Even today, over one hundred years after the Wright Brothers first took flight, in a time when commercial flights connect every corner of the world, the idea of reaching out your arms and flying as birds do remains a dream for children and adults alike. Perhaps we have some vestigial instinct, a firing impulse across some long-useless synapses causing our desire for flight. Perhaps it is the thrill of defying the law of gravity which has bound us to earth for millenia. Maybe it is the way this concept of personal flight would connect us effortlessly to the people and places around us. Much in the way that the BeltLine connects Atlanta’s neighborhoods, FLIGHT can connect people, experiences, and ideas.
FLIGHT is interactive. When a participant pedals the stationary bike, the fins overhead move in a waving effect that trickles down the wings. The rotation of the pedals is connected through a set of gears and chains to the two camshafts at the top of the frame. The two camshafts are synchronized via massive wooden gears at both ends. The shafts have rigidly connected lobes that push down on the back end of the fins (which are balanced via ballast), causing a greater movement at the fin tips. The angle of each lobe is offset 20° from the previous lobe, creating a smoothly flowing wave effect. Very low gear ratios means that it will require a modest amount of effort to create slow and graceful movement.
MATT KANTNER is a structural engineer and designer. He is a 1999 graduate of Schaeffer Elementary in Lancaster, PA. He graduated from The College of William and Mary in 2010 with a degree in physics, then obtained his Master’s degree in Civil Engineering from the University of Virginia in 2012. Professionally, Matt has had a major role in the design of building projects including The Living Building at Georgia Tech, the award-winning Candler School of Theology at Emory University, and the Piedmont Hospital Expansion. He collaborated with Nick Kahler on their 2015 and 2016 projects for Art on the Beltline and several other site-specific projects around Atlanta.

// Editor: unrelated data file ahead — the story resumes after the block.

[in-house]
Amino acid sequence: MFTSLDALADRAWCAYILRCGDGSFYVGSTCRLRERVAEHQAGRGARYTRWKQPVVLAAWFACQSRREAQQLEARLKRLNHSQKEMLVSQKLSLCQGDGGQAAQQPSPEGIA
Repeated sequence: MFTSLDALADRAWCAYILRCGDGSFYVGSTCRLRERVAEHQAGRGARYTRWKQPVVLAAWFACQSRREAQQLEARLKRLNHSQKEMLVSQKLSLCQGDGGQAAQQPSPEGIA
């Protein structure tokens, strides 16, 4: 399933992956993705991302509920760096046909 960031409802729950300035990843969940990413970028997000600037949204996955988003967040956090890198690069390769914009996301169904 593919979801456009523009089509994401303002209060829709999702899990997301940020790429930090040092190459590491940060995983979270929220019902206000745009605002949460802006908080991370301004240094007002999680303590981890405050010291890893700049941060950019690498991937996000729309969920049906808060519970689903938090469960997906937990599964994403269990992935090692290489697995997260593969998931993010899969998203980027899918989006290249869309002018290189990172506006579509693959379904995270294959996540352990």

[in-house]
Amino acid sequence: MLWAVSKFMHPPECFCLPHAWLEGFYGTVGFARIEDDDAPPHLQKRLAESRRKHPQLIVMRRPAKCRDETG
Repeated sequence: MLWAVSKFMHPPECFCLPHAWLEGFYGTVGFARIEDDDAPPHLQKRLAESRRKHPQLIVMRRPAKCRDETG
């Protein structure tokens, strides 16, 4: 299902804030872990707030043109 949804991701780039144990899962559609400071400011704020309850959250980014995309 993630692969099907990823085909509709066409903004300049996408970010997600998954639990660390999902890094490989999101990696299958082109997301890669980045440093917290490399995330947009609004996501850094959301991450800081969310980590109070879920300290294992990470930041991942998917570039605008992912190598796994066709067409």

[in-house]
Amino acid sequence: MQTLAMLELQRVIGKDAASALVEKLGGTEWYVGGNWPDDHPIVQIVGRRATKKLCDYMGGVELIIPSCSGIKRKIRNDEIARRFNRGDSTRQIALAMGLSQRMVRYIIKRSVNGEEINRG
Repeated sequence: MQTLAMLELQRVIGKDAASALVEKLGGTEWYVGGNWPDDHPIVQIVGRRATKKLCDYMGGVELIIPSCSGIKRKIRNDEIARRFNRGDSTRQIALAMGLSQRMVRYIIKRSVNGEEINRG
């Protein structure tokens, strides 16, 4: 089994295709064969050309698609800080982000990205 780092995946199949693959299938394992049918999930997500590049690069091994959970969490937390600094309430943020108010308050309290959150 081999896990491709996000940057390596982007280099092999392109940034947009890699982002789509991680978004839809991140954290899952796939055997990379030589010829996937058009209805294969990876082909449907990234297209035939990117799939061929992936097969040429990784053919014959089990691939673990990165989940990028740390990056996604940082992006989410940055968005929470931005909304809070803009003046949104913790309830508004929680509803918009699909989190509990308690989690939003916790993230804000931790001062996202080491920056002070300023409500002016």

MATT BELT is a detail-oriented, diligent, and digitally savvy intern architect with experience ranging from historical renovations to hospitality to high-rise to mixed-use and multi-family structures. He is also an artist and photographer, having shown his work at the Kibbee Gallery and as part of the RAW Artists showcase in downtown Atlanta in February of 2017. His photography credits include many of Nick and Matt’s guerilla sculptures around Atlanta. In 2007 he received his Bachelor of Arts in Architecture from Clemson University with a minor in Business, and in 2012 he obtained his Master of Architecture from Georgia Tech.
OLIVER LOPEZ is a structural engineer practicing with an award-winning design firm in Midtown Atlanta. He earned a Master’s Degree in Civil Engineering from Georgia Tech in 2005 after graduating from the University of Miami with a degree in Civil Engineering in 2004. Despite growing up in the small, sugar farming town of Clewiston, FL, Oliver developed an appreciation for architecture, urban design, and the arts during frequent family trips to Madrid and Maris throughout his youth. When he’s not enjoying one of Atlanta’s great parks during a sports league game, he can be found roaming the city by bike, day or night, taking in Atlanta’s diverse streetscapes.